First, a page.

A Colombian policeman held hostage by left-wing Farc rebels for nearly nine years has escaped his captors.
Mr Pinchao was seized by the Farc in 1998
Jhon Frank Pinchao said he spent 17 days lost in the jungle before he was found by an army patrol on Wednesday.
He said he was held in a camp with three US intelligence agents and Colombia's former presidential candidate Ingrid Betancourt.
Mr Pinchao was one of about 60 hostages held by the Farc for a possible prisoner exchange with the government.
"I hope it's not my fault that the others face difficulties now," Mr Pinchao told reporters at a news conference in Bogota.
Farc is Colombia's largest rebel group with about 16,000 fighters
He said he had been waiting for an opportunity to escape for eight-and-a-half years and when his captors finally let down their guard he seized the chance.
He told how he walked, swam and crawled through the Amazon jungle in the eastern province of Vaupes for days before he stumbled on the army patrol.
Mr Pinchao was seized by the Farc - the Revolutionary Armed Forces of Colombia - when the rebels attacked the town of Mitu in 1998.
Describing his time in captivity, Mr Pinchao said that the Farc "were moving us from one camp to another every few months".
He said that he was held with the three US nationals and Ms Betancourt.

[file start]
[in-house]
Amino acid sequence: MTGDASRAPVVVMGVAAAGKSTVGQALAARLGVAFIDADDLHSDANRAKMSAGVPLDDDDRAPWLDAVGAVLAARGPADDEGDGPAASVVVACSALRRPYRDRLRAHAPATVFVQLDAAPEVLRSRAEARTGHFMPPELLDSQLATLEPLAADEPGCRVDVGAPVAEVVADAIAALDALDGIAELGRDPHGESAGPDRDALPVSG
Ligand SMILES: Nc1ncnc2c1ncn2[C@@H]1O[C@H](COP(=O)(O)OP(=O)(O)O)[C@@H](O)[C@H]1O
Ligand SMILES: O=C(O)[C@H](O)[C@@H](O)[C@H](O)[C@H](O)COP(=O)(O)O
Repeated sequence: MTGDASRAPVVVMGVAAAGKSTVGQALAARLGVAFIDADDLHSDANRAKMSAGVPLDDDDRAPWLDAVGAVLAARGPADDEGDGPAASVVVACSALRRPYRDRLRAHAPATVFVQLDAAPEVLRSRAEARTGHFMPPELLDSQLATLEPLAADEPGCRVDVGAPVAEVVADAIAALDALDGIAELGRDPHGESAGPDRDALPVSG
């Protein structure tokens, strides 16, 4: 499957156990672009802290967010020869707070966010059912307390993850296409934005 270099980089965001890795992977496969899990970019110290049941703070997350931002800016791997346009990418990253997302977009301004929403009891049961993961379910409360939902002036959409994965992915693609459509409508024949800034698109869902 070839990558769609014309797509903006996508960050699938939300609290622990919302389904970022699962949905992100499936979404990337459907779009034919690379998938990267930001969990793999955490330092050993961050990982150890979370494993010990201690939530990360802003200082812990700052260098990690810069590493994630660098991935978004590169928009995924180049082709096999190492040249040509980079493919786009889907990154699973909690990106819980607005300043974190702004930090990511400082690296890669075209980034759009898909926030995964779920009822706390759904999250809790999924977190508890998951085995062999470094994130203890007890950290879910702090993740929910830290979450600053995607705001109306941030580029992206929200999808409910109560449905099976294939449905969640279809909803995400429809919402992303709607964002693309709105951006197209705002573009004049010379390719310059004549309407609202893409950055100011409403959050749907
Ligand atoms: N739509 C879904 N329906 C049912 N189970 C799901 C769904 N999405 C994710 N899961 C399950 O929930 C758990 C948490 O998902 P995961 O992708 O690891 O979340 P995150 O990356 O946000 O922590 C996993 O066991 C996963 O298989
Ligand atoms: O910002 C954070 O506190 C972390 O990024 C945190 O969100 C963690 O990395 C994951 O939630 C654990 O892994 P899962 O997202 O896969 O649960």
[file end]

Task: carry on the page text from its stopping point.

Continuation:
"The last time I saw them was 28 April," he said.
Ms Betancourt, who has dual Colombian-French nationality, was seized in February 2002 while campaigning for president in southern Colombia.
The three Americans were captured in February 2003 after their plane came down during a surveillance mission in the south of the country.
The Farc have said they will not release some 60 hostages they hold until hundreds of their comrades held in Colombia's prisons are freed
The government has said it is prepared to release guerrillas, but wants the rebels to follow suit.
Farc rebels insist they are ready to negotiate so long as a demilitarised zone is given to them as a venue for peace talks, something President Alvaro Uribe has ruled out, the BBC's Jeremy McDermott in Colombia says.
Farc, the country's largest rebel group, has been fighting the government for more than four decades.